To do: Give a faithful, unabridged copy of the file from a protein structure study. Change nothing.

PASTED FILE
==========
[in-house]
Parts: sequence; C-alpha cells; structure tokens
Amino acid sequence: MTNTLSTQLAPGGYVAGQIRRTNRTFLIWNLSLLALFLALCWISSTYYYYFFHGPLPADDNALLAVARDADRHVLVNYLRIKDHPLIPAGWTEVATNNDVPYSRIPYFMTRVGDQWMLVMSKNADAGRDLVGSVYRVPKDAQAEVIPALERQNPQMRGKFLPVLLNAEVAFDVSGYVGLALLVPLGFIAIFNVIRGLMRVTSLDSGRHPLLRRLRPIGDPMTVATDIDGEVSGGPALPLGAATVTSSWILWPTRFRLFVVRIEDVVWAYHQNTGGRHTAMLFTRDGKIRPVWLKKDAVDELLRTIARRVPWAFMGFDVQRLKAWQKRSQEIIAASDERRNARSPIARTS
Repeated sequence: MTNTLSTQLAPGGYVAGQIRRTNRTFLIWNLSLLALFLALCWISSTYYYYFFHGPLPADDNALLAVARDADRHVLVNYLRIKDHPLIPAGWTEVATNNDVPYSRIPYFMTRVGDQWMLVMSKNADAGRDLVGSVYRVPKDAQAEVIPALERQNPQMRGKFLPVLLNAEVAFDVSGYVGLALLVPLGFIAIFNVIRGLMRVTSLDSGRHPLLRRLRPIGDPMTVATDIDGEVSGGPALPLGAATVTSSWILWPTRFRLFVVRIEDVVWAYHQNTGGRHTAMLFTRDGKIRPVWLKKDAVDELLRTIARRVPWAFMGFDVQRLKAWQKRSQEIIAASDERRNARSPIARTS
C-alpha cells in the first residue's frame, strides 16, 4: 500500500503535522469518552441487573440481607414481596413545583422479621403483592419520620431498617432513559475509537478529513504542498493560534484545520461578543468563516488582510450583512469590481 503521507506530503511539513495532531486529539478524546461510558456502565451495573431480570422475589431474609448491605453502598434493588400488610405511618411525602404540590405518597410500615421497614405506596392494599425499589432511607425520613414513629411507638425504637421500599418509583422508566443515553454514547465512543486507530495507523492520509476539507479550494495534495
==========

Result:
[in-house]
Parts: sequence; C-alpha cells; structure tokens
Amino acid sequence: MTNTLSTQLAPGGYVAGQIRRTNRTFLIWNLSLLALFLALCWISSTYYYYFFHGPLPADDNALLAVARDADRHVLVNYLRIKDHPLIPAGWTEVATNNDVPYSRIPYFMTRVGDQWMLVMSKNADAGRDLVGSVYRVPKDAQAEVIPALERQNPQMRGKFLPVLLNAEVAFDVSGYVGLALLVPLGFIAIFNVIRGLMRVTSLDSGRHPLLRRLRPIGDPMTVATDIDGEVSGGPALPLGAATVTSSWILWPTRFRLFVVRIEDVVWAYHQNTGGRHTAMLFTRDGKIRPVWLKKDAVDELLRTIARRVPWAFMGFDVQRLKAWQKRSQEIIAASDERRNARSPIARTS
Repeated sequence: MTNTLSTQLAPGGYVAGQIRRTNRTFLIWNLSLLALFLALCWISSTYYYYFFHGPLPADDNALLAVARDADRHVLVNYLRIKDHPLIPAGWTEVATNNDVPYSRIPYFMTRVGDQWMLVMSKNADAGRDLVGSVYRVPKDAQAEVIPALERQNPQMRGKFLPVLLNAEVAFDVSGYVGLALLVPLGFIAIFNVIRGLMRVTSLDSGRHPLLRRLRPIGDPMTVATDIDGEVSGGPALPLGAATVTSSWILWPTRFRLFVVRIEDVVWAYHQNTGGRHTAMLFTRDGKIRPVWLKKDAVDELLRTIARRVPWAFMGFDVQRLKAWQKRSQEIIAASDERRNARSPIARTS
C-alpha cells in the first residue's frame, strides 16, 4: 500500500503535522469518552441487573440481607414481596413545583422479621403483592419520620431498617432513559475509537478529513504542498493560534484545520461578543468563516488582510450583512469590481 503521507506530503511539513495532531486529539478524546461510558456502565451495573431480570422475589431474609448491605453502598434493588400488610405511618411525602404540590405518597410500615421497614405506596392494599425499589432511607425520613414513629411507638425504637421500599418509583422508566443515553454514547465512543486507530495507523492520509476539507479550494495534495